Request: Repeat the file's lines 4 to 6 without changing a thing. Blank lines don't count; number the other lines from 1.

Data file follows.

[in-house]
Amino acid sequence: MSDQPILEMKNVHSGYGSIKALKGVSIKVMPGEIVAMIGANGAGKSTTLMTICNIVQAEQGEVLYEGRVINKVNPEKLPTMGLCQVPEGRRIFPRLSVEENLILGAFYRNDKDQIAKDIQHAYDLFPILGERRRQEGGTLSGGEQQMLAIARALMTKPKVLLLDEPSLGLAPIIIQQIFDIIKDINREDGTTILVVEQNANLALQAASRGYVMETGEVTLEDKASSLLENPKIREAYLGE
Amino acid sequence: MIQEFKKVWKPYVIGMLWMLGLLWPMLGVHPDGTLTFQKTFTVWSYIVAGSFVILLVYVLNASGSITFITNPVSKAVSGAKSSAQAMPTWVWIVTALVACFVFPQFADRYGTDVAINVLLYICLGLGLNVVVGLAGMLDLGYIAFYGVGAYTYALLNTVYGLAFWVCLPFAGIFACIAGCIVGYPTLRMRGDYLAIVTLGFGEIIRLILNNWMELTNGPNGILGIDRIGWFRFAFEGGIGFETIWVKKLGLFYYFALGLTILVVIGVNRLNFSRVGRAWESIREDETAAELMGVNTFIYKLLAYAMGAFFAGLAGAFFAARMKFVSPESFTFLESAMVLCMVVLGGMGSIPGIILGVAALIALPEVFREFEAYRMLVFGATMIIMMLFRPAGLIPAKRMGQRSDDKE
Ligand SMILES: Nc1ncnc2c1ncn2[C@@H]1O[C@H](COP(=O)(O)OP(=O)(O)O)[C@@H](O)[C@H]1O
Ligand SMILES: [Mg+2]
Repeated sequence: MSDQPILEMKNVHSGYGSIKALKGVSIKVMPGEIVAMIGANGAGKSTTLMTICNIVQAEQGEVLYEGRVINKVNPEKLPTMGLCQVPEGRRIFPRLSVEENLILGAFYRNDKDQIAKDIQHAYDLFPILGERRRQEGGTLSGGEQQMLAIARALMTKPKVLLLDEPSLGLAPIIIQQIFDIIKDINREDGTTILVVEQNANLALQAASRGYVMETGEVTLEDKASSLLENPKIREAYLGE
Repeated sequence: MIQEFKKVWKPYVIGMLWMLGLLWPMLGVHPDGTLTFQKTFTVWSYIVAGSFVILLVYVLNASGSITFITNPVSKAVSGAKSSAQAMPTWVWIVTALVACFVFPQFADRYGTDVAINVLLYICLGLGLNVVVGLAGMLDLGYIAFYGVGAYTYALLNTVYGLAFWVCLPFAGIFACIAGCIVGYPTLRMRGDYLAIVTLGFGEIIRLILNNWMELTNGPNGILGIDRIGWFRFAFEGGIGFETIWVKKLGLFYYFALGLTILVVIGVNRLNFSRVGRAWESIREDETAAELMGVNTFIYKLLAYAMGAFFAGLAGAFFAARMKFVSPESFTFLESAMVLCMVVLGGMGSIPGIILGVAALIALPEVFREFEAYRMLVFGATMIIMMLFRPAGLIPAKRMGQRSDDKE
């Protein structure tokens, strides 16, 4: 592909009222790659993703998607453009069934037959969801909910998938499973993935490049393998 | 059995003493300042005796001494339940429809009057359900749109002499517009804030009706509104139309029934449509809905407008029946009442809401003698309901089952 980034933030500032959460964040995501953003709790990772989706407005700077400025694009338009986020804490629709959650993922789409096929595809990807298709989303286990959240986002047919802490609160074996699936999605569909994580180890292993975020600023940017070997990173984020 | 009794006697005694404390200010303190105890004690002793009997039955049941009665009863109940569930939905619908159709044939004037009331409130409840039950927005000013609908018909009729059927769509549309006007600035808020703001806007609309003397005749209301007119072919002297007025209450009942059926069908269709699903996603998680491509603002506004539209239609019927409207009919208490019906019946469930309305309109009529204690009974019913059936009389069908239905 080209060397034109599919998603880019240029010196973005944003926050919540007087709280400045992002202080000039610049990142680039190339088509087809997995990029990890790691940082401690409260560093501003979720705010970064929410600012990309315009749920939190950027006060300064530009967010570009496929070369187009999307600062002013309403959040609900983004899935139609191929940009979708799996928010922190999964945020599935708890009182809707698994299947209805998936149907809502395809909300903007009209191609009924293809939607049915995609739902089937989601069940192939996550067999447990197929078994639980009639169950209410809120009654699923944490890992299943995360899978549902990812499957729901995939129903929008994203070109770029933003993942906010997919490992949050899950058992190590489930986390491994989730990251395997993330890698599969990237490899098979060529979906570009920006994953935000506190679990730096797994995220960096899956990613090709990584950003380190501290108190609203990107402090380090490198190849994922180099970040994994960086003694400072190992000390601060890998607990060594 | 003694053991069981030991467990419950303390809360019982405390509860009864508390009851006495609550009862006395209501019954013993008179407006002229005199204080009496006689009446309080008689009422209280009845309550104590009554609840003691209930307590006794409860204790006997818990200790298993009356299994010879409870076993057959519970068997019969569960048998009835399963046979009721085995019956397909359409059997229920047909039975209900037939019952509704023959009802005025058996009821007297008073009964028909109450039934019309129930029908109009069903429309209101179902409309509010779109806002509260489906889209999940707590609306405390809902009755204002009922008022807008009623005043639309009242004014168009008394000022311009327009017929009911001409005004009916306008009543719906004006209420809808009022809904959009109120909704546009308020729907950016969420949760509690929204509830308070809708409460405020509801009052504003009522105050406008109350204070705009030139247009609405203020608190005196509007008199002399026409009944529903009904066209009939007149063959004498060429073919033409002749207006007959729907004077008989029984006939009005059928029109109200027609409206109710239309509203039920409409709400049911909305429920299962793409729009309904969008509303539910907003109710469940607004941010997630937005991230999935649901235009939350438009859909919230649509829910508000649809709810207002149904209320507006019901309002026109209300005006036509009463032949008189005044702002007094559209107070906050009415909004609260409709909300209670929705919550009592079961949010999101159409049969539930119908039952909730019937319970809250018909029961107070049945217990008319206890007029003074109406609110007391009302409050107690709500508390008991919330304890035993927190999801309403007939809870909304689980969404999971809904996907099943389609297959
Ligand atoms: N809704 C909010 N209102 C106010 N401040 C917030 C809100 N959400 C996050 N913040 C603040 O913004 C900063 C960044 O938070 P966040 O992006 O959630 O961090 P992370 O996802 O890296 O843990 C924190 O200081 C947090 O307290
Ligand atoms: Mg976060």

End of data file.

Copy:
Ligand SMILES: Nc1ncnc2c1ncn2[C@@H]1O[C@H](COP(=O)(O)OP(=O)(O)O)[C@@H](O)[C@H]1O
Ligand SMILES: [Mg+2]
Repeated sequence: MSDQPILEMKNVHSGYGSIKALKGVSIKVMPGEIVAMIGANGAGKSTTLMTICNIVQAEQGEVLYEGRVINKVNPEKLPTMGLCQVPEGRRIFPRLSVEENLILGAFYRNDKDQIAKDIQHAYDLFPILGERRRQEGGTLSGGEQQMLAIARALMTKPKVLLLDEPSLGLAPIIIQQIFDIIKDINREDGTTILVVEQNANLALQAASRGYVMETGEVTLEDKASSLLENPKIREAYLGE